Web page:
Australian Mesothelioma Death Rates Higher Among Some Immigrant Groups

Australian Mesothelioma Death Rates Higher Among Some Immigrant Groups

People who migrated to Australia from the United Kingdom, Ireland, Italy, and Germany had significantly higher mesothelioma death rates between 1981 and 2012 than those born in Australia, a study indicates.

Immigrants from those countries who arrived before 1970 may have worked in occupations in Australia that carried greater risk of exposure to asbestos, the researchers said.

The study, “Variations in mesothelioma mortality rates among migrants to Australia and Australian-born,” was published in Ethnicity & Health.

Australia has the highest rates of malignant mesothelioma mortality in the world — a result of the mining, importation, and widespread use of raw and manufactured asbestos products.

By the 1950s, Australia was fourth among industrialized countries in consumption of asbestos products, and first per capita. The consumption leaders were the U.K., United States and France.

At the time, immigration to Australia was booming. More than four million people, mostly from the U.K. and Ireland, migrated between the 1940s and 1970s.

Immigrants were required to remain in Commonwealth-approved, usually labor-intensive occupations for at least two years. They often took  in jobs in manufacturing, construction, mining, shipping, airlines, and iron and steel, industries associated with widespread use of asbestos.

To assess if these policies led to differences in mesothelioma mortality between immigrants and native-born Australians over the past three decades, researchers at Curtin University and the University of Western Australia examined mesothelioma deaths in the country from 1981 to 2002 and 2006 to 2012. Those were cross-referenced with census data to examine differences in mesothelioma death rates by country of birth.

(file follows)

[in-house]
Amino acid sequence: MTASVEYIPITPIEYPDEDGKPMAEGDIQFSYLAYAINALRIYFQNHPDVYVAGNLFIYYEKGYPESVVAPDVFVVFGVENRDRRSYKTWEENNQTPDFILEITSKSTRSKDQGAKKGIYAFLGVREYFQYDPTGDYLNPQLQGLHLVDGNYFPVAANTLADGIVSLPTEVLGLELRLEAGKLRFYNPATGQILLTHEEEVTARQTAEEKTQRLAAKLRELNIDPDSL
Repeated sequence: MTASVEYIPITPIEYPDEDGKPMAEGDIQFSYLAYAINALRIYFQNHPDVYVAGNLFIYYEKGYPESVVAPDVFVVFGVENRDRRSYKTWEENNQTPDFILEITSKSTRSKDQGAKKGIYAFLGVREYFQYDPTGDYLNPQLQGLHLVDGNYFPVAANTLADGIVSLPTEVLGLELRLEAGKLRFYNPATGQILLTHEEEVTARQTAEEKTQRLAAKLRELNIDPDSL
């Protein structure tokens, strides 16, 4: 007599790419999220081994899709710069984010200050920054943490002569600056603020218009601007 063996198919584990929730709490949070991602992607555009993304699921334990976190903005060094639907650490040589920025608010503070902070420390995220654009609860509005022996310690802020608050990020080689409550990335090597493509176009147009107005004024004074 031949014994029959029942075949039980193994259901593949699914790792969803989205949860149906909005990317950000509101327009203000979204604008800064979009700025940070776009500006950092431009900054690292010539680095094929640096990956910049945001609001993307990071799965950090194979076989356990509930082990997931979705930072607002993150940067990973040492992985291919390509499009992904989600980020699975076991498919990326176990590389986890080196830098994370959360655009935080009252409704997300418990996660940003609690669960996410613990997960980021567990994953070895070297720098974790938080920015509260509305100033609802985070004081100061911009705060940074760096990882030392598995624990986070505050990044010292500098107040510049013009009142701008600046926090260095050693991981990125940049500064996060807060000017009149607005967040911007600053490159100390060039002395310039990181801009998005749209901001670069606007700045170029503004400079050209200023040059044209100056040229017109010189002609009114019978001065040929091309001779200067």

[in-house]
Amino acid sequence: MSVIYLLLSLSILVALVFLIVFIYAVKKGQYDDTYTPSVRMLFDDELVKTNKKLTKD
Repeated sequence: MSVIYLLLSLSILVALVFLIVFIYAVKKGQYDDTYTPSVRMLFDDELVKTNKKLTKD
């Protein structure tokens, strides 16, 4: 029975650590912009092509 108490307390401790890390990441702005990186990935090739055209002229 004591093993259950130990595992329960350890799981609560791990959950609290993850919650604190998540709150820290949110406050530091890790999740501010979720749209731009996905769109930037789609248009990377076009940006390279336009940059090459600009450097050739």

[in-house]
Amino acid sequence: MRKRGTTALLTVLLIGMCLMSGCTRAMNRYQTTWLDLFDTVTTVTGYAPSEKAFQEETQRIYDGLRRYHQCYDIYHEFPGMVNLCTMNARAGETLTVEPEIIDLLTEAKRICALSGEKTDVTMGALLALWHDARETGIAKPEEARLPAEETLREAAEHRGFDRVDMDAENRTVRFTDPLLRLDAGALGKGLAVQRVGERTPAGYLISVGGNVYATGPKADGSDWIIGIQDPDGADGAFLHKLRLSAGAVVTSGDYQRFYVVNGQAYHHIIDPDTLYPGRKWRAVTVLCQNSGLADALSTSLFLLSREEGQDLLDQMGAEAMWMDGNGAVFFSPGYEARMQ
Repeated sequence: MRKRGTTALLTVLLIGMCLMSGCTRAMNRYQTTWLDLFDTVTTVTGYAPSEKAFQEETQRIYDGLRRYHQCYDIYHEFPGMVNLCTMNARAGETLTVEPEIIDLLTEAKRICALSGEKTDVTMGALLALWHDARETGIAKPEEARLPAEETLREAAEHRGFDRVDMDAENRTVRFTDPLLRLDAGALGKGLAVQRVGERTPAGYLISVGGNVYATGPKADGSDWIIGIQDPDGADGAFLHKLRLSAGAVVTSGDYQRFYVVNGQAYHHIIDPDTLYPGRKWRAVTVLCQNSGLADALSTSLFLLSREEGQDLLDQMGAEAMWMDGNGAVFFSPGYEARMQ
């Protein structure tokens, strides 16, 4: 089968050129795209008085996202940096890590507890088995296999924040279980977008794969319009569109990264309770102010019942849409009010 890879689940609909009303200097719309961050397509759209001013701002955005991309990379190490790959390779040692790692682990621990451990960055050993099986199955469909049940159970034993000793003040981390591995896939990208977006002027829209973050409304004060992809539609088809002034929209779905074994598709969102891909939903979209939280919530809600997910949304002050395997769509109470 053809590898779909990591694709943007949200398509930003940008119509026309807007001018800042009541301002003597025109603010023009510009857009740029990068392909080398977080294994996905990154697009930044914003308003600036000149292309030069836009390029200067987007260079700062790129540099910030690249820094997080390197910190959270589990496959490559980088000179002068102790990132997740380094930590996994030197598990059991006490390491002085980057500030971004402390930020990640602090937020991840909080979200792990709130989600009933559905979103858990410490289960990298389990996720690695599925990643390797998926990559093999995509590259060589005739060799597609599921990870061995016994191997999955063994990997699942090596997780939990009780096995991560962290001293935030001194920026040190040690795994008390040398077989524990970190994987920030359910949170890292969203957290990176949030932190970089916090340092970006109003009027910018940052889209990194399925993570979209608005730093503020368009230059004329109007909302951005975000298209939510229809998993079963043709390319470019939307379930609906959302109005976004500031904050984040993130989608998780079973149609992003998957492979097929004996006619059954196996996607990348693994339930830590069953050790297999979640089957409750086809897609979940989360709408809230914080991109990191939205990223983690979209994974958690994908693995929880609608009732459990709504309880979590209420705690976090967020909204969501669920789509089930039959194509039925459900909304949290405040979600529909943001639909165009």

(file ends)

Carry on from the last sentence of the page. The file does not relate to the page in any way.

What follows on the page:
Over the three decades, 9,339 people died from malignant mesothelioma in Australia, and mortality rates increased over the period. Male deaths were four times higher than female. Those 65 and older or those who had lived in Australia more than 10 years had higher mortality rates.

Immigrants born in the U.K., Ireland, Italy, and Germany had higher mesothelioma mortality rates than native-born Australians. Adjusting the data by sex, age, and number of years living in Australia, researchers came up with a mortality rate of 17.98 per million people for immigrants from the U.K. and Ireland. Immigrants from Italy had a mortality rate of 14.88 per million and from Germany 15.91 per million. The mortality rates for native-born Australians was 10.79 per million.

Immigrants from other countries had lower mortality rates.

“Our findings suggest that migrants who arrived before 1970 may have been working in jobs where the risk of exposure to asbestos was greater than jobs in which Australian-born worked,” the researchers wrote.

They noted, however, that immigration policy had changed considerably since the 1970s. That suggested that further comparisons could identify additional occupational health differences between immigrants and native-born Australians.

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